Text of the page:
I still was haunted by those wailing sounds. Go in peace? A small comfort. Yet I saw, differently, all my life as an opportunity to break God’s silence, to fill deadly silence with love so that silence is no longer barren absence, but pregnant presence. Full of human and divine love. This is why each of us exist: to be a divine word, a divine thought spoken into the deep wells of silence. Transubstantiating absence with Presence, non-being with Being, darkness with Light, the wailing dirge with a New Song.

“But this song only really works if everyone’s super super quiet.” Only thus are we able to listen to the Word.

O God, split the night, that we might know we are not alone. Only then will others come to know, through us, they are not alone.

For you are with us, in the silence.

Hello darkness, my old friend
I’ve come to talk with you again
Because a vision softly creeping
Left its seeds while I was sleeping
And the vision that was planted in my brain
Still remains
Within the sound of silence

In restless dreams I walked alone
Narrow streets of cobblestone
‘Neath the halo of a streetlamp
I turned my collar to the cold and damp
When my eyes were stabbed by the flash of a neon light
That split the night
And touched the sound of silence

“Fools” said I, “You do not know
Silence like a cancer grows
Hear my words that I might teach you
Take my arms that I might reach you”
But my words like silent raindrops fell
And echoed in the wells of silence

And in the naked light I saw
Ten thousand people, maybe more
People talking without speaking
People hearing without listening
People writing songs that voices never share

And the people bowed and prayed
To the neon god they made
And the sign flashed out its warning
In the words that it was forming
And the sign said “The words of the prophets
Are written on the subway walls
And tenement halls (can’t you see that we’re lost)
Oh silence”

4 comments on “Sound of Silence

  1. Louise says:

    Tom – this is one of my all time favorite songs as well. Loved the acoustic version! God bless you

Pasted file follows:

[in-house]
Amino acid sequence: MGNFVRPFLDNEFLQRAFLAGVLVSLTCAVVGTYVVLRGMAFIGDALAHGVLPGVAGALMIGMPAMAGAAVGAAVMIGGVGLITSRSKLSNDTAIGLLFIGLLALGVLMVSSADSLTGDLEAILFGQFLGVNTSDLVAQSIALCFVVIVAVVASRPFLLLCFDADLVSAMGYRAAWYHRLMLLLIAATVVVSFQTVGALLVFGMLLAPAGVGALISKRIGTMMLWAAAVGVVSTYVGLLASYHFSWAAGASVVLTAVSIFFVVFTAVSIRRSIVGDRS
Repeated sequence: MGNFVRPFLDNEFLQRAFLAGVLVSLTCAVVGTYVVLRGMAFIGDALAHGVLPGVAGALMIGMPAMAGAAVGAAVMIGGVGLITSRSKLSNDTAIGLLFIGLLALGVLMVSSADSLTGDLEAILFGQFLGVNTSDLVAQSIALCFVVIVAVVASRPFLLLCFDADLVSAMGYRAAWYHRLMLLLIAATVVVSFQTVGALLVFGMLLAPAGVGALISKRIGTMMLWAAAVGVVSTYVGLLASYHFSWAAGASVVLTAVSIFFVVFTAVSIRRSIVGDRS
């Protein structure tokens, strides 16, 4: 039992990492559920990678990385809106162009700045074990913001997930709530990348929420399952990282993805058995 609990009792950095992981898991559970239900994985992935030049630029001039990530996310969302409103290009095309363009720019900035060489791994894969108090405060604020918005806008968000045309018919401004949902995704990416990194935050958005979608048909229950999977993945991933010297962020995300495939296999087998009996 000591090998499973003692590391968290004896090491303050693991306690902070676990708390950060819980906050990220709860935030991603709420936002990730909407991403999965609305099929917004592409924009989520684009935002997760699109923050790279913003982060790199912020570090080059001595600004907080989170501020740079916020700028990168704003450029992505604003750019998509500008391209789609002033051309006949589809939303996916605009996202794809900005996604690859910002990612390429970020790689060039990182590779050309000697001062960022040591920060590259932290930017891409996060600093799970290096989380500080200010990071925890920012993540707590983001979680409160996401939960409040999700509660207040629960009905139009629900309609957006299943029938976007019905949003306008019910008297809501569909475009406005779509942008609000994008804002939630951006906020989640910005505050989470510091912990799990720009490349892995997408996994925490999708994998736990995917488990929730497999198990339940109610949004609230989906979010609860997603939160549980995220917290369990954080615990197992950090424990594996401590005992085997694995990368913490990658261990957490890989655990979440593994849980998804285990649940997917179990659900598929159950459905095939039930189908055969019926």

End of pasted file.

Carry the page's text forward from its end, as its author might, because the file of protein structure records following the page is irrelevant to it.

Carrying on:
2. DismasDancing says:

    The Christophers say: “It is better to light one candle than to curse the dark.”

    One “I Love you” to someone who rarely, if ever, hears it, can dry the curses of an eternity of bitter tears. Add a warm embrace and you add a taste of paradise and an unforgettable experience for both the giver and the receiver. God bless you for sharing, Brother Tom. Without going in to detail, I’ll simply say to my friends, “Try it. You’ll find a touch of Jesus that is tough to find confined to a pew.”

  3. Jennifer says:

    Your description of your encounter with Richard is so powerful. It is remarkably vivid, I feel like if I strained my ear I’d hear his voice myself.

    Entering into this intimate, silent space with a another where God’s whisper can be felt on your cheek is transformative in a way nothing else is.
    It is so hard, heroic, to love generously the broken… Especially to stick with it, that commitment, that promise. That unconditional yes to acting for the other’s good. I don’t think it can be done, carried through, without complete surrender to He who is love.

    Likewise it can be hard, heroic, when you’re the broken, unlovable one, to risk opening your self to accept and believe in the disinterested love of another. It takes humility to be vulnerable to a love which you can neither demand nor control but desperately desire. And it utterly transforms you as the realization that this tender compassion that is breaking upon you like the dawn can be of only one source. (How beautiful are the feet…)

    And hence God’s love transcends our own. And thus, as the beloved Apostle theologized, ‘whoever loves is from God’.

    It is a sacred space that soul to soul interaction and you’ve captured its rarefied beauty with tenderness. Surely God’s hand was upon your own as you typed this.

    I’m gushing, I know, but really, I think this might be one of the most beautiful stories I’ve ever read!

    Praise and thanksgiving to our mighty God!